Farm Size, Location and Contour
The farm is a 600 hectare property. The original 180 hectares of virgin bush was taken up in 1874 by Joseph and Charles Levet, the present owner’s grandfather and grand uncle. The contour ranges from gently sloping to hard steep hill country with some precipices. Soil type ranges between sandstone, limestone and clay. Without fertiliser and lime the land has little natural fertility.
Health Challenges at Kikitangeo
Heat combined with humidity are the major factors affecting sheep health and production. The Auckland province is renowned for its humidity. This factor, when combined with mild winters allows parasites and fungal organisms to ‘winter over’, creating a challenging environment for sheep. Where you have litter in pasture, then add moisture and heat an ideal breeding ground is created for parasites, fungi and other micro-organisms. These include the fungal families, which produce toxins causing facial eczema and grass staggers. There may be other toxins produced by fungi (not yet discovered), which cause ‘ill thrift’ in lambs.
A drop of up to 20% in lambing percentage can result when the fungi Fusarium (which produces a toxin zearalenone) is present in pasture in late summer-autumn. This toxin reduces ovulation rates resulting in more dries and less multiples especially in young sheep. Other diseases like pneumonia (often known as viral pneumonia) can affect up to 95% of lambs over the Feb-April period. Generally between 5 and 10% of lambs will die with many other being affected for life. Then there is Yersinia; which is always present in the soil,and emerges when the conditions are suitable; over the May -June period. Similar to salmonella, Yersinia will be devastating causing many sick lambs and a considerable death rate. This disease is common in young deer and can also severely affect calves. The Barbers Pole worm (Haemonchus Contortus) is a killer worm and as little as 500 mature worms can drain an adult sheep of blood in a matter of days. Sheep have died from this worm in the months from September through to June.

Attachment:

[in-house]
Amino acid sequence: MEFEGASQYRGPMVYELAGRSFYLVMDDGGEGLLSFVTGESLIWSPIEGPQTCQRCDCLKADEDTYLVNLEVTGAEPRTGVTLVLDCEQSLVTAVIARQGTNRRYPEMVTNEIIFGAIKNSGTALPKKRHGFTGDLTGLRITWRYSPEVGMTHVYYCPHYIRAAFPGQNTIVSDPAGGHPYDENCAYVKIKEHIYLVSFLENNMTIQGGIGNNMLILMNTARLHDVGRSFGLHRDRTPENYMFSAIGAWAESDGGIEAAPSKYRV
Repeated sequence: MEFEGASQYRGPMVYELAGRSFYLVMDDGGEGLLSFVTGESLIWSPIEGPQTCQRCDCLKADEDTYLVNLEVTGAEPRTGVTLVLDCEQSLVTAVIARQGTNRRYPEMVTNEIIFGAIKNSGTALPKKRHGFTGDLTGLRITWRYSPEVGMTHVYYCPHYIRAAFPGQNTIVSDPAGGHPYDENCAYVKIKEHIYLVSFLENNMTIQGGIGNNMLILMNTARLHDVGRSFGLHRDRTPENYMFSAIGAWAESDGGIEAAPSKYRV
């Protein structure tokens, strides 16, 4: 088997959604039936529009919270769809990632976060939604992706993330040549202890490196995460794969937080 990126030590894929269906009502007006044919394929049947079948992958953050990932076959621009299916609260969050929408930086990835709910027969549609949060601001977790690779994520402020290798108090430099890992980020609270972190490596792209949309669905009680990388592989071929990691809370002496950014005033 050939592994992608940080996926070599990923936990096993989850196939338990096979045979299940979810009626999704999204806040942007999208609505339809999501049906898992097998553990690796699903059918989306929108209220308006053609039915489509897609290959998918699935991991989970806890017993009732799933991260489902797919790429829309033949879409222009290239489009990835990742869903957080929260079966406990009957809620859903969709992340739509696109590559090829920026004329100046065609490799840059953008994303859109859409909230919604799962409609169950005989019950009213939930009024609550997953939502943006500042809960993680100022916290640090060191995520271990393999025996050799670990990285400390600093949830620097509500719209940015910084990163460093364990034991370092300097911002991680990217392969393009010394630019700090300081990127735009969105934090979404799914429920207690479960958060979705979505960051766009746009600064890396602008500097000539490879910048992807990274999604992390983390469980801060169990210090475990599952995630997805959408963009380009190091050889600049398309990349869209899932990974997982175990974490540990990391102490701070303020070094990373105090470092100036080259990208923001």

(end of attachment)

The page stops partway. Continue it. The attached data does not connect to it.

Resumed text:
Although most internal and external parasites are common throughout NZ (with exception of the Barbers Pole worm) they are more abundant and have a greater impact as one progresses north into sub tropical areas. However, one parasite is unique to the North and that is the cattle tick. Basically, south of the Bombay ranges it is not a problem. It is present from August through to February. It has a four year life cycle and can kill sheep over the October-December period. It not only sucks blood but also injects a toxin. For performance recording purposes it is a nightmare in that sheep are affected to varying degrees. The removal of blood, be it by cattle tick or the Barbers Pole worm, will have a detrimental effect on both the immune system and all production aspects.
The net result of these problems is that growth rates of lambs over the February to June period are poor to non existent (in one year 7% of our ram lambs were lighter in June than they were at weaning six months earlier). However in this environment, the good news is that by selecting those animals which thrive, then over a period of years, this will result in a flock that has resistance to all these challenging factors.